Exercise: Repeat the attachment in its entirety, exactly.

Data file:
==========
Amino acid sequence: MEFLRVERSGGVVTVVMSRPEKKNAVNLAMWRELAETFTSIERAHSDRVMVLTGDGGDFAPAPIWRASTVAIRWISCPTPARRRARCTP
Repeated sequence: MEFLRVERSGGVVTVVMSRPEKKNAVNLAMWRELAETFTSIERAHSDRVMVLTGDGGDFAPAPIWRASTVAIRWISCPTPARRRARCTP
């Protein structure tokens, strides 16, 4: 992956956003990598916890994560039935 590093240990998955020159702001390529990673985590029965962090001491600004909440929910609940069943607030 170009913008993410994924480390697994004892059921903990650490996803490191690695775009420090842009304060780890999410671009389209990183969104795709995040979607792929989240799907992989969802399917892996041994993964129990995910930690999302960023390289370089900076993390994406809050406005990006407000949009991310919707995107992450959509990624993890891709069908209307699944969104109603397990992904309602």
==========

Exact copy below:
Amino acid sequence: MEFLRVERSGGVVTVVMSRPEKKNAVNLAMWRELAETFTSIERAHSDRVMVLTGDGGDFAPAPIWRASTVAIRWISCPTPARRRARCTP
Repeated sequence: MEFLRVERSGGVVTVVMSRPEKKNAVNLAMWRELAETFTSIERAHSDRVMVLTGDGGDFAPAPIWRASTVAIRWISCPTPARRRARCTP
């Protein structure tokens, strides 16, 4: 992956956003990598916890994560039935 590093240990998955020159702001390529990673985590029965962090001491600004909440929910609940069943607030 170009913008993410994924480390697994004892059921903990650490996803490191690695775009420090842009304060780890999410671009389209990183969104795709995040979607792929989240799907992989969802399917892996041994993964129990995910930690999302960023390289370089900076993390994406809050406005990006407000949009991310919707995107992450959509990624993890891709069908209307699944969104109603397990992904309602």